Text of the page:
Operation Rochen

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This was a U-boat wolfpack operation in the Atlantic off North-West Africa (27 January/1 March 1943).

The wolfpack was formed on 22 January and was gradually strengthened, was replenished after 10 February by U-118, and was disbanded after operations against the UC.1 convoy. At peak strength the wolfpack comprised U-43, U-66, U-87, U-108, U-118, U-202, U-218, U-258, U-264, U-461, U-504, U-521 and U-558, and for the loss of none of its own number sank five ships (18,663 tons including the French fishing vessel Joseph Elise and British anti-submarine trawler Bredon), and damaged three other vessels (26,545 tons) in attacks on the UC.1 convoy.

From 22 January U-43, U-218 and U-521, later supplemented by U-43 and then U-66 and U-108, established the ‘Rochen’ wolfpack off the Canary islands group. After landing agents, Kapitänleutnant Friedrich Markworth’s U-66 sank a 113-ton fishing vessel. On 7 February Kapitänleutnant Klaus Bargsten’s U-521 sighted and reported the Gibr.2 coastal convoy of three ships supported by four anti-submarine trawlers and a number of aircraft, and sank the 750-ton anti-submarine trawler Bredon.

U-87, U-202, U-258, U-264 and U-558, of the ‘Delphin’ wolfpack, had also been ordered to the scene, but were not able to arrive before the British destroyer Haydon and the US submarine chasers PC-471 and PC-474 joined the convoy on 9 February. On the following day U-108 was damaged by a Consolidated Catalina flying boat of the RAF’s No. 202 Squadron, but was nonetheless able to continue its patrol.

The boats of the ‘Rochen’ wolfpack replenished from U-118 on 10 February, and then from 16 February searched the area to the south of the Azores islands group for convoys on the route between the eastern USA and Gibraltar with U-43, U-66, U-87, U-202, U-218, U-258, U2-64, U-504, U-521 and U-558. On 20 February U-258, U-264 and U-437 were detached to accompany the 7,892-ton ex-Norwegian tanker Herborg, which had been captured in June 1942, renamed Hohenfriedberg and was now on her way back from Japan. The tanker was located by a Consolidated Liberator long-range bomber of the USAAF some 575 miles (925 km) to the south-west of Cape Finisterre and sunk by the British heavy cruiser Sussex, which evaded a salvo of four torpedoes from U-264.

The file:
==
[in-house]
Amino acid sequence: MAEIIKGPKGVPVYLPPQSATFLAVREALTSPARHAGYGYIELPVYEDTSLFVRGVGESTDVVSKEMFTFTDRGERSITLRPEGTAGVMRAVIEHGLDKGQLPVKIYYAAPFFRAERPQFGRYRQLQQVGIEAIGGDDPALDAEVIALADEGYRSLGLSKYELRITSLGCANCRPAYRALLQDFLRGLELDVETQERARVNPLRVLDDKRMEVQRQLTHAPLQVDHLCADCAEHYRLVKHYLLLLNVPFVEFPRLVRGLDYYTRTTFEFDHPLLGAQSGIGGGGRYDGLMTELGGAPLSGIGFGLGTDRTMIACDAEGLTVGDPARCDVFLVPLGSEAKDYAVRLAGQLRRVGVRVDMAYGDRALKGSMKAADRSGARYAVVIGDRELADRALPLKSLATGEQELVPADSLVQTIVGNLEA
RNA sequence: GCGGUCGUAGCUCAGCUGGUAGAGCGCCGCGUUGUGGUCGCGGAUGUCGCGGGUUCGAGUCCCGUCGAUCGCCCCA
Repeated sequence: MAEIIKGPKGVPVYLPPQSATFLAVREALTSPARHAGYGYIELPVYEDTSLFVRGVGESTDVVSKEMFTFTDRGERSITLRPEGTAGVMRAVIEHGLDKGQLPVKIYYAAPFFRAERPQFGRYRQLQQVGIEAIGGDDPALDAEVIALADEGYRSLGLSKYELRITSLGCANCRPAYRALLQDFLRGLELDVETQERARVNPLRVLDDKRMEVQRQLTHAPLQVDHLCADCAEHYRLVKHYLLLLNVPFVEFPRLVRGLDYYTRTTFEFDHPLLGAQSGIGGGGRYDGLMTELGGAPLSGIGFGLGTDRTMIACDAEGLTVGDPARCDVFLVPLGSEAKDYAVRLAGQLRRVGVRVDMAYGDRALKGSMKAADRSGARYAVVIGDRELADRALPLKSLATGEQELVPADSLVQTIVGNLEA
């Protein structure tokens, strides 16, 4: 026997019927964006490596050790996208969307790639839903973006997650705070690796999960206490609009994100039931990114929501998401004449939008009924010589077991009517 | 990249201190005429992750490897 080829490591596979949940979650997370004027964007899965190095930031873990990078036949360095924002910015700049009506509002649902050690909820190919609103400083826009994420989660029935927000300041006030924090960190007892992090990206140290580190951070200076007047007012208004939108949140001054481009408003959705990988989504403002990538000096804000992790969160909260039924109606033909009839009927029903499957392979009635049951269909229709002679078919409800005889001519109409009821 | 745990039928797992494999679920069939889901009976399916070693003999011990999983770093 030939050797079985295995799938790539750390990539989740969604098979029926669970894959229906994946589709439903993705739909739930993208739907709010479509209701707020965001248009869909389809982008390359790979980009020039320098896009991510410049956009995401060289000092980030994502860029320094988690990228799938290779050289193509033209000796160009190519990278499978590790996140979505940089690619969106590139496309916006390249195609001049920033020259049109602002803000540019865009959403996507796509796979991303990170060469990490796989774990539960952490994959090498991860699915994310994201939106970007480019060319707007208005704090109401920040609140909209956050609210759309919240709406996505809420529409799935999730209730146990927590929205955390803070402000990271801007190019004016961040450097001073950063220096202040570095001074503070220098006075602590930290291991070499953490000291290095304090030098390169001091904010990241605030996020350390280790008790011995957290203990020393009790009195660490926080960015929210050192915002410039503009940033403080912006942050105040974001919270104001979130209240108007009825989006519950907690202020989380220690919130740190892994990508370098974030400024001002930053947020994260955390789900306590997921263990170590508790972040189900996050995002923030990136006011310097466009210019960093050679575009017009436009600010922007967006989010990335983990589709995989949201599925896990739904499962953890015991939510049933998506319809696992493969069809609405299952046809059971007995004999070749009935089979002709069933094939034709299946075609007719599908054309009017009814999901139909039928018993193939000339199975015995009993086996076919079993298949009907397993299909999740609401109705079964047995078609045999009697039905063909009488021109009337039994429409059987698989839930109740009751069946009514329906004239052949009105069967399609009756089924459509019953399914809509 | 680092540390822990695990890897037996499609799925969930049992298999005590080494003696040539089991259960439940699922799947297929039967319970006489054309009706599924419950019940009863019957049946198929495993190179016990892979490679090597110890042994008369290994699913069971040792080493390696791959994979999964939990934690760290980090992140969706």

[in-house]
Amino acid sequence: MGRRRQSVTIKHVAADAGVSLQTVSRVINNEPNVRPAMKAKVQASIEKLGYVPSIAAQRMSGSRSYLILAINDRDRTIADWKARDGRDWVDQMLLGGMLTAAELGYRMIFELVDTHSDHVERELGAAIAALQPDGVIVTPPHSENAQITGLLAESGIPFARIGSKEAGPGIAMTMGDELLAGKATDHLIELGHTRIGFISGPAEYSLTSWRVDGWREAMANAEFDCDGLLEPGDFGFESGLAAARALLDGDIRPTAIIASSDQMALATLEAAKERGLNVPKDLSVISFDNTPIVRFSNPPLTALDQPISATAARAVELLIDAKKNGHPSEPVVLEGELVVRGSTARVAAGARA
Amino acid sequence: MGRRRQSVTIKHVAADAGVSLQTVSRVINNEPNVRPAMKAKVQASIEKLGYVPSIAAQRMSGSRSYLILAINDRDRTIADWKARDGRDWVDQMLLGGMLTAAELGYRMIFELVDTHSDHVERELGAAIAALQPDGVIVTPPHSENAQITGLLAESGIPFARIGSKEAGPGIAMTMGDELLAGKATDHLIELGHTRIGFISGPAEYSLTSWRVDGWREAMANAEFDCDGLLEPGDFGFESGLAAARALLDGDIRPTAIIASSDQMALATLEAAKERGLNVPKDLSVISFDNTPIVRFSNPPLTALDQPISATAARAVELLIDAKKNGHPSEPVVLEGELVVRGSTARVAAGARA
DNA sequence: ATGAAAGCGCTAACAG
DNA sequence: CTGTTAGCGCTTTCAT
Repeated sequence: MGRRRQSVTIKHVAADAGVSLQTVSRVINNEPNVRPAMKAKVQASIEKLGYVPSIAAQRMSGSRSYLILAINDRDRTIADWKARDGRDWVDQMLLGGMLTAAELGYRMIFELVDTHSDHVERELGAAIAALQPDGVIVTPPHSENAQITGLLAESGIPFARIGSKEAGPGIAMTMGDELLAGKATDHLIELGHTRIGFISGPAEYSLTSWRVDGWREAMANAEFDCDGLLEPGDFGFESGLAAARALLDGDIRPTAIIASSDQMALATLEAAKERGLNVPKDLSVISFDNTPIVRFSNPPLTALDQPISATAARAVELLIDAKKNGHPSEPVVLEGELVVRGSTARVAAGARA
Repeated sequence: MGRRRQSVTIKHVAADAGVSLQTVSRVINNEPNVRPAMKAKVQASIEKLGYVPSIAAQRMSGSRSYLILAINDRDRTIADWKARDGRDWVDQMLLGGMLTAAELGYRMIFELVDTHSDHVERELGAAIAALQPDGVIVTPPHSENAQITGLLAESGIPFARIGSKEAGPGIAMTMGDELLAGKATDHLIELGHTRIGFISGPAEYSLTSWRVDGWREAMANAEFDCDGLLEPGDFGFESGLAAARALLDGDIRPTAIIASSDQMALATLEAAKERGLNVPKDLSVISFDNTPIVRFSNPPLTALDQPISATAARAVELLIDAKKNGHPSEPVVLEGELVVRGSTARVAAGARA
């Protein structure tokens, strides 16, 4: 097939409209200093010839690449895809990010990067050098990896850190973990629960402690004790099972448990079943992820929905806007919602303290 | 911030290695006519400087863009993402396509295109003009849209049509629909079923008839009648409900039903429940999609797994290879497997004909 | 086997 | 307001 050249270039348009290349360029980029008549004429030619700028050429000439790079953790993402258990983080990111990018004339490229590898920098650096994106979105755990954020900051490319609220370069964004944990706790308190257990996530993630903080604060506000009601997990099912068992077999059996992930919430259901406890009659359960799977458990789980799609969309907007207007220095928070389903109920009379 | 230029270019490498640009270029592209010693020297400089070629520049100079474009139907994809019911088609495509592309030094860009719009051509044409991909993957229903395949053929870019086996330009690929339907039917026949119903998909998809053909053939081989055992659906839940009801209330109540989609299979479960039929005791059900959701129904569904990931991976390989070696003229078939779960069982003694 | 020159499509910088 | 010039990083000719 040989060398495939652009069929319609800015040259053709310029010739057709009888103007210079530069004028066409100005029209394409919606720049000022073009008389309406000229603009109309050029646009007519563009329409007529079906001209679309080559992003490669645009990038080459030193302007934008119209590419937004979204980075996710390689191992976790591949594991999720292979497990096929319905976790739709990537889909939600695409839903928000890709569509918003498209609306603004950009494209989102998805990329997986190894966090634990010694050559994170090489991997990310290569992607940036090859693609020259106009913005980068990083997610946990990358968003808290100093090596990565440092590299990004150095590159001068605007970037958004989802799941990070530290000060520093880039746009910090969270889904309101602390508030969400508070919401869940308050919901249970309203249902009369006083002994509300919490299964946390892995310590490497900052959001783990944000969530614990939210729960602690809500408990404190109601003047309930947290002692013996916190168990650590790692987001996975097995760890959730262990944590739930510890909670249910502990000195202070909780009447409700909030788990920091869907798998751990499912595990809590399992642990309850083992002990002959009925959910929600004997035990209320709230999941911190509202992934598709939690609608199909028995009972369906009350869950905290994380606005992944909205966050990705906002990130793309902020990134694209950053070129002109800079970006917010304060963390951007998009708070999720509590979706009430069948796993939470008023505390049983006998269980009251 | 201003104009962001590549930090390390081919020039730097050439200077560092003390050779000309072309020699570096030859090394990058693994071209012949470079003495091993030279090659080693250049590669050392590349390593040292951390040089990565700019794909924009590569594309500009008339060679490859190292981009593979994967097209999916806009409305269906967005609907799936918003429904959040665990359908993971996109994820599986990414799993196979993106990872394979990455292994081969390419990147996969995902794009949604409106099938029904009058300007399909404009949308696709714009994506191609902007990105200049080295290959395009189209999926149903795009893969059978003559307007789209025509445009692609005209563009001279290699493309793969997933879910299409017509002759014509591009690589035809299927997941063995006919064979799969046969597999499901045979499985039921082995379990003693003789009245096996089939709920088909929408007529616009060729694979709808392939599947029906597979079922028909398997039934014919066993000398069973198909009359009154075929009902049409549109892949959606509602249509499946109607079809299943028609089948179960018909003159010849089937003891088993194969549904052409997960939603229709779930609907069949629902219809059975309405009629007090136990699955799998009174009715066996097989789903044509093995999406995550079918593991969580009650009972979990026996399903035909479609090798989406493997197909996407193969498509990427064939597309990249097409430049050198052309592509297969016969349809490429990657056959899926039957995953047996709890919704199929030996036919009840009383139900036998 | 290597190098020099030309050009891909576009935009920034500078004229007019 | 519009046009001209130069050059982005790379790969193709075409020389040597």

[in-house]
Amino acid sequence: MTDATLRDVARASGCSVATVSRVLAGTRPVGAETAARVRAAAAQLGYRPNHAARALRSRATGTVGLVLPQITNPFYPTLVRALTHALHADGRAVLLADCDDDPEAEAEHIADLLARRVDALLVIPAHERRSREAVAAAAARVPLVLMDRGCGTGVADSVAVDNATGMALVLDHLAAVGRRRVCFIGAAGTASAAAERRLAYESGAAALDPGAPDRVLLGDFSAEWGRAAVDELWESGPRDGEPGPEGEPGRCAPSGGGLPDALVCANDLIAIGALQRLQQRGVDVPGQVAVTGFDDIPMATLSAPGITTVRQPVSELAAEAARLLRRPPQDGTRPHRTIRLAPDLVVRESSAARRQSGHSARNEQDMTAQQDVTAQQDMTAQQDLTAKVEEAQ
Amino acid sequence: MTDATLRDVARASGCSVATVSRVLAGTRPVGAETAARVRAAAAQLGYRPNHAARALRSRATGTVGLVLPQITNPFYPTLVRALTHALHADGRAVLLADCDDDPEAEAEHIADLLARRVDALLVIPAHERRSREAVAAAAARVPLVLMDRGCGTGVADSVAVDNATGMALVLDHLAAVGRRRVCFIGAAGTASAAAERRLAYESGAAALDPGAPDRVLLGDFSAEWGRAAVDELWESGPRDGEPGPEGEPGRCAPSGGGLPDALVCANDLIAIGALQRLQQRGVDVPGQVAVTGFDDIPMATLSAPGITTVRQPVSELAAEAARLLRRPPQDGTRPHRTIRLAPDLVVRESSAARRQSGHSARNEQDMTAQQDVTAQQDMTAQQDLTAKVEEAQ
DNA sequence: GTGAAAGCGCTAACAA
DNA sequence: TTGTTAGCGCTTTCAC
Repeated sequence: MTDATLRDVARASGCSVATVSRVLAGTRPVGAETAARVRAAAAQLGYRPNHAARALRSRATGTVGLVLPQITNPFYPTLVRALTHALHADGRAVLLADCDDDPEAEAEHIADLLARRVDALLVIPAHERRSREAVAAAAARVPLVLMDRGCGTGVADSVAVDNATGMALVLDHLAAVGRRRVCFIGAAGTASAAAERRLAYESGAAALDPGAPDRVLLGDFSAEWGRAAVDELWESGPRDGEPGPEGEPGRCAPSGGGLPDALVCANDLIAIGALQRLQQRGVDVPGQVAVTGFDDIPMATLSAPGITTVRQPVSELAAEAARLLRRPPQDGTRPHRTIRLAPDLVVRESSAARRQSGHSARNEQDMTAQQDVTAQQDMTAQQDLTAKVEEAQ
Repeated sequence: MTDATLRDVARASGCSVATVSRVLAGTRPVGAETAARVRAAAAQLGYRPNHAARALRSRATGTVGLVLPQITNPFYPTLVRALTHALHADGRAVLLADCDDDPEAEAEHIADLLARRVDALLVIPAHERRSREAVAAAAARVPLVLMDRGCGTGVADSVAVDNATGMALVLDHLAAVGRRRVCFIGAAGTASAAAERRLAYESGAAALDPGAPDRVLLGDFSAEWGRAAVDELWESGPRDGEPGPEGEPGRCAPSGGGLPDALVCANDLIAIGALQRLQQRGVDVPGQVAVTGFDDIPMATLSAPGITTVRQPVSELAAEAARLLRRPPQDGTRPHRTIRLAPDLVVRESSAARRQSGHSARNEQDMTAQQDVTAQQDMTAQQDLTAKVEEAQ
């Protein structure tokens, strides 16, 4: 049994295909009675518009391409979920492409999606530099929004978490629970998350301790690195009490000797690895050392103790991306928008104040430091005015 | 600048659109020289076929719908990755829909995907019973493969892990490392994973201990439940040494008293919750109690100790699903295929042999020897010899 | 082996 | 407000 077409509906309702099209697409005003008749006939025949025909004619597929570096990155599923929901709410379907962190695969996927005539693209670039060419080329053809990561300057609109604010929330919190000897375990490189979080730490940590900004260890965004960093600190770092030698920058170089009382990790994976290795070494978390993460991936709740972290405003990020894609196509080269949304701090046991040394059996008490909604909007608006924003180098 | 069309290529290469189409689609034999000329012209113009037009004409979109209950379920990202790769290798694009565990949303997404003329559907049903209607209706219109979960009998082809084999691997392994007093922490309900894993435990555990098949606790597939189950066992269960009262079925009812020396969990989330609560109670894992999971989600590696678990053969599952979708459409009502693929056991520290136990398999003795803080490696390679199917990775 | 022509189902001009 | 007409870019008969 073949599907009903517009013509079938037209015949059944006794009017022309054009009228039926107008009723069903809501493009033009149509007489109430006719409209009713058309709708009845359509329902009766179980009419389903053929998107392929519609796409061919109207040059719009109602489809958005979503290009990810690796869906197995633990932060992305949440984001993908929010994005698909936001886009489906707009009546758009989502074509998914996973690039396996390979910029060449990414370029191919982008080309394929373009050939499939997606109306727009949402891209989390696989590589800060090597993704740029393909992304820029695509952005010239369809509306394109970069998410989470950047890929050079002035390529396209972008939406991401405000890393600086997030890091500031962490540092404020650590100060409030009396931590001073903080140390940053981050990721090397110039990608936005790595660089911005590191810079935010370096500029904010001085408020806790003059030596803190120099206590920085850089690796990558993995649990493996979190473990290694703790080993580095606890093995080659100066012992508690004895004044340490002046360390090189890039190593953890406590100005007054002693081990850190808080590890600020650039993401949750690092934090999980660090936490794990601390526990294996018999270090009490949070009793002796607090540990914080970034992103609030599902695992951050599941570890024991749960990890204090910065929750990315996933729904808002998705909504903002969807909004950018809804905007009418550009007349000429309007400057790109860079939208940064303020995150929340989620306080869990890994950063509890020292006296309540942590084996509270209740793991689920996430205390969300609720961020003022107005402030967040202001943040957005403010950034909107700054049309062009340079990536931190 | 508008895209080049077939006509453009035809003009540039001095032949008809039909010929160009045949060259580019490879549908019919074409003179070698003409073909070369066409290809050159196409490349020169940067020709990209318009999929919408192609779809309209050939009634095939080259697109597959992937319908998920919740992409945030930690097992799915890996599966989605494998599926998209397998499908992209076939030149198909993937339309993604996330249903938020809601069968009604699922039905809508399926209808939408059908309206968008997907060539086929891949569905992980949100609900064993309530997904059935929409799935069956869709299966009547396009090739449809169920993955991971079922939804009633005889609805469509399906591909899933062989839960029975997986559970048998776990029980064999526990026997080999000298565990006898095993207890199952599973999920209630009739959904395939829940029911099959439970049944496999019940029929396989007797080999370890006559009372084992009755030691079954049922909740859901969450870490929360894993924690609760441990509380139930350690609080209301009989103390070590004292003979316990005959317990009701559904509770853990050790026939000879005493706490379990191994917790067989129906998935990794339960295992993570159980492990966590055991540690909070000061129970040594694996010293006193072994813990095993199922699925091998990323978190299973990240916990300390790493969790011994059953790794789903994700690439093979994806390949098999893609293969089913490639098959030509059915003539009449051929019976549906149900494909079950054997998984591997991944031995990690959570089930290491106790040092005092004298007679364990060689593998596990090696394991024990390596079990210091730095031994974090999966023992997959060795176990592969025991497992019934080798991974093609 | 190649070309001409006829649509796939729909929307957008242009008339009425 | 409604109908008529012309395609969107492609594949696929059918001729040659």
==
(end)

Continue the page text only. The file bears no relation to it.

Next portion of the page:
On 22 February Kapitänleutnant Herbert Schneider’s U-522 sighted and reported the UC.1 tanker convoy of 33 ships supported by Commander L. F. Durnford-Slater’s British 44th Escort Group (sloops Weston, Folkestone, Gorleston and Totland, and frigates Exe and Ness) and a US escort group (destroyers Charles F. Hughes, Madison, Lansdowne and Hilary P. Jones). U-382, U-569 and the boats of the ‘Rochen’ wolfpack were deployed against the convoy.

During the morning of 23 February Schneider’s U-522 sank the 8,882-ton British tanker Athelprincess, but was itself sunk by Totland, and during the evening Kapitänleutnant Herbert Juli’s U-382 damaged the 9,811-ton British tanker Empire Norseman with a Falke acoustic homing torpedo, a weapon which was seeing its first operational use. Kapitänleutnant Günter Poser’s U-202 torpedoed three tankers, namely the 8,482-ton British British Fortitude, the already damaged Empire Norseman and the 7,989-ton US Esso Baton Rouge, of which the last sank. Empire Norseman was finally sunk by Oberleutnant Günther Krech’s U-558, but British Fortitude was able to continue with the convoy.

Further attacks by U-569, U-558 and U-504 during the night of 23/24 February and by U-521 and U-66 during the following night all failed to achieve any success. Kapitänleutnant Harald Gelhaus’s U-107 and Markworth’s U-66 each sank a British independent sailer in the form of the 7,801-ton Roxburgh Castle and 4,312-ton St Margaret, before the wolfpack was called away.